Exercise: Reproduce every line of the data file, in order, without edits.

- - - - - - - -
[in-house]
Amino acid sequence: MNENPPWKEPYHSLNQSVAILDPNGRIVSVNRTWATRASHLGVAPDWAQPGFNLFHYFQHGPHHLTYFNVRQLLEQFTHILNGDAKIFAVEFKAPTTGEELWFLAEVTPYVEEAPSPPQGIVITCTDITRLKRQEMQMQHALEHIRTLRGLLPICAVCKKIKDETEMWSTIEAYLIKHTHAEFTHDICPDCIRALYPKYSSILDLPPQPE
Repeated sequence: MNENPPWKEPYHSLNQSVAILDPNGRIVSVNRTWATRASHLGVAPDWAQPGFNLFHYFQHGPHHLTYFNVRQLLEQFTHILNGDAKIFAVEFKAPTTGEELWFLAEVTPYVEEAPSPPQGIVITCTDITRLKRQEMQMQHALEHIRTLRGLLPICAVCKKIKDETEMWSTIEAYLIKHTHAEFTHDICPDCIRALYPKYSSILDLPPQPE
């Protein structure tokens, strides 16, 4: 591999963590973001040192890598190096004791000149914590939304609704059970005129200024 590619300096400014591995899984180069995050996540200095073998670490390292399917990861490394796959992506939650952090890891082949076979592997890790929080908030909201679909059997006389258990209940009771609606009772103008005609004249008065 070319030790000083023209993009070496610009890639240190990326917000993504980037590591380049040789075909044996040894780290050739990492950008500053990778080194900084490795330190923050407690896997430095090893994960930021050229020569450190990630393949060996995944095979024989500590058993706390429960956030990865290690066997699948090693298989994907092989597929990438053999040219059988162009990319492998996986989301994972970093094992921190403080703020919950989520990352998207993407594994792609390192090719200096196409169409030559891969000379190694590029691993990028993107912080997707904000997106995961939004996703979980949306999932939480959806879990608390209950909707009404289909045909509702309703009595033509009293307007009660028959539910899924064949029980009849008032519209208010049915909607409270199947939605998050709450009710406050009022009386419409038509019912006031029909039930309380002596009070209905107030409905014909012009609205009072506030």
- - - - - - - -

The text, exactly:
[in-house]
Amino acid sequence: MNENPPWKEPYHSLNQSVAILDPNGRIVSVNRTWATRASHLGVAPDWAQPGFNLFHYFQHGPHHLTYFNVRQLLEQFTHILNGDAKIFAVEFKAPTTGEELWFLAEVTPYVEEAPSPPQGIVITCTDITRLKRQEMQMQHALEHIRTLRGLLPICAVCKKIKDETEMWSTIEAYLIKHTHAEFTHDICPDCIRALYPKYSSILDLPPQPE
Repeated sequence: MNENPPWKEPYHSLNQSVAILDPNGRIVSVNRTWATRASHLGVAPDWAQPGFNLFHYFQHGPHHLTYFNVRQLLEQFTHILNGDAKIFAVEFKAPTTGEELWFLAEVTPYVEEAPSPPQGIVITCTDITRLKRQEMQMQHALEHIRTLRGLLPICAVCKKIKDETEMWSTIEAYLIKHTHAEFTHDICPDCIRALYPKYSSILDLPPQPE
């Protein structure tokens, strides 16, 4: 591999963590973001040192890598190096004791000149914590939304609704059970005129200024 590619300096400014591995899984180069995050996540200095073998670490390292399917990861490394796959992506939650952090890891082949076979592997890790929080908030909201679909059997006389258990209940009771609606009772103008005609004249008065 070319030790000083023209993009070496610009890639240190990326917000993504980037590591380049040789075909044996040894780290050739990492950008500053990778080194900084490795330190923050407690896997430095090893994960930021050229020569450190990630393949060996995944095979024989500590058993706390429960956030990865290690066997699948090693298989994907092989597929990438053999040219059988162009990319492998996986989301994972970093094992921190403080703020919950989520990352998207993407594994792609390192090719200096196409169409030559891969000379190694590029691993990028993107912080997707904000997106995961939004996703979980949306999932939480959806879990608390209950909707009404289909045909509702309703009595033509009293307007009660028959539910899924064949029980009849008032519209208010049915909607409270199947939605998050709450009710406050009022009386419409038509019912006031029909039930309380002596009070209905107030409905014909012009609205009072506030």